Now the discontent has merely shifted towards youth clubs who must meet the Federation’s stringent requirements on budgets, travel, facilities, coaching licenses, and the like with typically less money than their pro counterparts. In many cases, the youth clubs even cooperate with their local MLS teams by guiding their top talent towards that pro environment. That’s despite the fact that it weakens their own competitiveness on the field with nothing in the way of training compensation or solidarity payments in return.
“A lot of these clubs, they have people that work very, very hard with a lot of challenges, and the DA wouldn’t be around without them,” explained Woitalla. “They felt like the priority of US Soccer was to make MLS teams happy.”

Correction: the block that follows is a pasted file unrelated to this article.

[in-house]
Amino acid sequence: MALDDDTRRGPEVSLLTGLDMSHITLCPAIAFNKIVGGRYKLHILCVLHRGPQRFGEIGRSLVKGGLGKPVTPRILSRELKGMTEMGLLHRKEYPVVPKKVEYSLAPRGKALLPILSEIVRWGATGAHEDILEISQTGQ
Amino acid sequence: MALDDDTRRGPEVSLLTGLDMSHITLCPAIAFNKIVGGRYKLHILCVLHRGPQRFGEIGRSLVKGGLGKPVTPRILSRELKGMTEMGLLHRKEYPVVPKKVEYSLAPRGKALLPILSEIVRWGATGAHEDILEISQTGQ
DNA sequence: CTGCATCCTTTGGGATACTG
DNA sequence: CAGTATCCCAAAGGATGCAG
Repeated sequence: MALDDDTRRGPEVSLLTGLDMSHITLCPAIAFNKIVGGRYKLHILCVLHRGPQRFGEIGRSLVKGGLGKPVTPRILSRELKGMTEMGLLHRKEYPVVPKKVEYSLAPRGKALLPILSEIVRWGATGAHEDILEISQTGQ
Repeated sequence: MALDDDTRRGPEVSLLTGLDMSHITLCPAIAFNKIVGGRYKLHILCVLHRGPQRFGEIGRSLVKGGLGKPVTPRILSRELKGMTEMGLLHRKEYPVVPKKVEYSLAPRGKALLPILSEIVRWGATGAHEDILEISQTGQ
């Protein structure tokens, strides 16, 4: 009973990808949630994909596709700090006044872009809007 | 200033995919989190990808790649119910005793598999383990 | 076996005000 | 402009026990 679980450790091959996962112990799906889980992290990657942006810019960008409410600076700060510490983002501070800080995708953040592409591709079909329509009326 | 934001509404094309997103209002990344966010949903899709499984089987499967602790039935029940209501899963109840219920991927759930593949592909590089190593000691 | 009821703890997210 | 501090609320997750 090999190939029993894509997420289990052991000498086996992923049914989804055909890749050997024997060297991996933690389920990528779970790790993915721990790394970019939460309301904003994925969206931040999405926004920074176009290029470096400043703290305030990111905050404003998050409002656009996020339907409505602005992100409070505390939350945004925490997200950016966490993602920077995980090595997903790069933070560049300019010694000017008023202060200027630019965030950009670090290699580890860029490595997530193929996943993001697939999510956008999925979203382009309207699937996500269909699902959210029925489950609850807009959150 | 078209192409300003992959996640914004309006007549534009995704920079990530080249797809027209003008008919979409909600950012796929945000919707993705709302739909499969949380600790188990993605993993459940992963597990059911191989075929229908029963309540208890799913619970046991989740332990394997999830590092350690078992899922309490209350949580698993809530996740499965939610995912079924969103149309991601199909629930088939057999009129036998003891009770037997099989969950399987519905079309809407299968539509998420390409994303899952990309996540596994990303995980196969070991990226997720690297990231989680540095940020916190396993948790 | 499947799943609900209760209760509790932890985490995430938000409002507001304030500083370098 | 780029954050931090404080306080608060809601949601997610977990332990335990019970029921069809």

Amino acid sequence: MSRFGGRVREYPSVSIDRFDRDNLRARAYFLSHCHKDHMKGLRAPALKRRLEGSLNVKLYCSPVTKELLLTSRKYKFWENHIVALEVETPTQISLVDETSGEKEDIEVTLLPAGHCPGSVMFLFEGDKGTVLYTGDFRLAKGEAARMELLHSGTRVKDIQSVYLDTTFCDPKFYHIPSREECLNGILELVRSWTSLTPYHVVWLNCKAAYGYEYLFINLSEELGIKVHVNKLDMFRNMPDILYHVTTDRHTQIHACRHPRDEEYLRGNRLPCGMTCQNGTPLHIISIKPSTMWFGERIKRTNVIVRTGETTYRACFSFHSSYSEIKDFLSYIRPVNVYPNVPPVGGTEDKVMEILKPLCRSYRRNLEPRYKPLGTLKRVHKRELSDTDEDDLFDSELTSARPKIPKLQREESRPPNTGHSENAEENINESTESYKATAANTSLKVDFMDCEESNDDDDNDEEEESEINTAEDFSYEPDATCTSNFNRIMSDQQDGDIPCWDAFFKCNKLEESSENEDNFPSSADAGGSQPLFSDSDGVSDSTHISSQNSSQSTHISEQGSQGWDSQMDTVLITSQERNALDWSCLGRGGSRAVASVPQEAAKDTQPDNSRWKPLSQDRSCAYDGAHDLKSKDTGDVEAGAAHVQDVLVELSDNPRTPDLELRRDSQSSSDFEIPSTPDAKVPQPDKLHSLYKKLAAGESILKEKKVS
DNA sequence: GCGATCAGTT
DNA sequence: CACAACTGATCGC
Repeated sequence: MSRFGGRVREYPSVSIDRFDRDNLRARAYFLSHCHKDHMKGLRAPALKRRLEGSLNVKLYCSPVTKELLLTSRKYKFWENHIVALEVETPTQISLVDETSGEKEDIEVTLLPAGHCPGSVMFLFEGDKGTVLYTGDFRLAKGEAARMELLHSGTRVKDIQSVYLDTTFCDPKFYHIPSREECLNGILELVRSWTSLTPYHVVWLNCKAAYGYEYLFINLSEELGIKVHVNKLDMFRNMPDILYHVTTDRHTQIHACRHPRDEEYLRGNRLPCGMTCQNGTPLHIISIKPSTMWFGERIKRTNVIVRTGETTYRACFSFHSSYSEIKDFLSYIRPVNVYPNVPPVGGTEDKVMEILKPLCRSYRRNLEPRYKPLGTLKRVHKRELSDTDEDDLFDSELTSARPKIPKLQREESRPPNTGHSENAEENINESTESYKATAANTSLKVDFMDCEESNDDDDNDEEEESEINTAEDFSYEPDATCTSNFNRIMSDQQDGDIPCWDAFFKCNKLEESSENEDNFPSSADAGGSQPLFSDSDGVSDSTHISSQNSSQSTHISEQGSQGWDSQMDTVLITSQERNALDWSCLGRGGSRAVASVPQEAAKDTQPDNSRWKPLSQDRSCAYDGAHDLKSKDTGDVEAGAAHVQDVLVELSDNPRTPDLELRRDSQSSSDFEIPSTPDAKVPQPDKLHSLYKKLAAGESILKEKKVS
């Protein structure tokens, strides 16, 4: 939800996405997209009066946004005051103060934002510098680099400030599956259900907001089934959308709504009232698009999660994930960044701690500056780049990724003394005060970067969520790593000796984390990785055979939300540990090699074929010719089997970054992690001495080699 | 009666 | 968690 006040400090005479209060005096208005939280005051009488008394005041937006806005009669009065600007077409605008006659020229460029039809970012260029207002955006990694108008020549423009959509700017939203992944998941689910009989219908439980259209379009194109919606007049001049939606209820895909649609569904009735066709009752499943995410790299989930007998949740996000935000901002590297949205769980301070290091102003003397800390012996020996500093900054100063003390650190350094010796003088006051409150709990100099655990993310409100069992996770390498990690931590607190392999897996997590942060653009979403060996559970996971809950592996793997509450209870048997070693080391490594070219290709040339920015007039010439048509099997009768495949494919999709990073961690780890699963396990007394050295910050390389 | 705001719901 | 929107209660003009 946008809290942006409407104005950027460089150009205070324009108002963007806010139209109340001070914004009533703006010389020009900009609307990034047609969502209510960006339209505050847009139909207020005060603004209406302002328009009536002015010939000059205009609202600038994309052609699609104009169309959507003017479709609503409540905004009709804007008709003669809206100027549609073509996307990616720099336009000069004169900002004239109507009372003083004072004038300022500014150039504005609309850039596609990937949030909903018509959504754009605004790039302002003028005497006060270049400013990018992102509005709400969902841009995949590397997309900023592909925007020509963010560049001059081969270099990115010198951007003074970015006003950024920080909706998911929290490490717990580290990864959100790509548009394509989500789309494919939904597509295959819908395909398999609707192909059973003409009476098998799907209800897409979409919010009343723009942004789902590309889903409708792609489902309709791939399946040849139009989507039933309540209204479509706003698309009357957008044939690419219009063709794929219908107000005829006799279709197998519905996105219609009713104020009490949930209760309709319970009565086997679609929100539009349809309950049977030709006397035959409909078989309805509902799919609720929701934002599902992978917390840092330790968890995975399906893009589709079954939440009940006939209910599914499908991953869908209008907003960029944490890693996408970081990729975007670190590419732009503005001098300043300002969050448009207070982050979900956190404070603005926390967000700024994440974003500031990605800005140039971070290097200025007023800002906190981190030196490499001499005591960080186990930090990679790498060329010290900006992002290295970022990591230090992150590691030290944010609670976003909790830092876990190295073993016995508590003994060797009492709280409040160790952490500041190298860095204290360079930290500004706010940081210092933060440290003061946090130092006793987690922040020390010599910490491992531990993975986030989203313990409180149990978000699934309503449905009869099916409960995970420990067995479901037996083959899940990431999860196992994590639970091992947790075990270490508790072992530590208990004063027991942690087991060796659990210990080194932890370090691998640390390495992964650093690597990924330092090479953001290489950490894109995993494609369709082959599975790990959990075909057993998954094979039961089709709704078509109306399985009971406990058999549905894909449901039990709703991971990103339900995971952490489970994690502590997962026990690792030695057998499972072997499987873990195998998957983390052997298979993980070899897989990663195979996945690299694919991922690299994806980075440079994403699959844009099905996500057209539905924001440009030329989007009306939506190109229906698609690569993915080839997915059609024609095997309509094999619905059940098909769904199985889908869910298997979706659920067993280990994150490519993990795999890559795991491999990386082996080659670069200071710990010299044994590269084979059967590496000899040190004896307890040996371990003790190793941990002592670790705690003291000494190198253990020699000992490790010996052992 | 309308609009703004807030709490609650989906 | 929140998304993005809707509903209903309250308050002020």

DA member clubs got the news via letters, which in the case of Blue tier members contained the sort of bad news that most of us would feel justified the courtesy of at least a phone call, if not more. Not only that, several of the directors Woitalla spoke to for his report expressed unease about publicly criticizing the Fed’s approach, for fear of themselves or their clubs incurring retribution as a result.
“I can’t say that the Federation would ever punish somebody, but just the fact that the perception is out there is not good,” noted Woitalla. Amid all this, he also reported that longtime DA director Jared Micklos is set to leave the Federation, raising further uncertainty about who’s in charge and who clubs will be working with.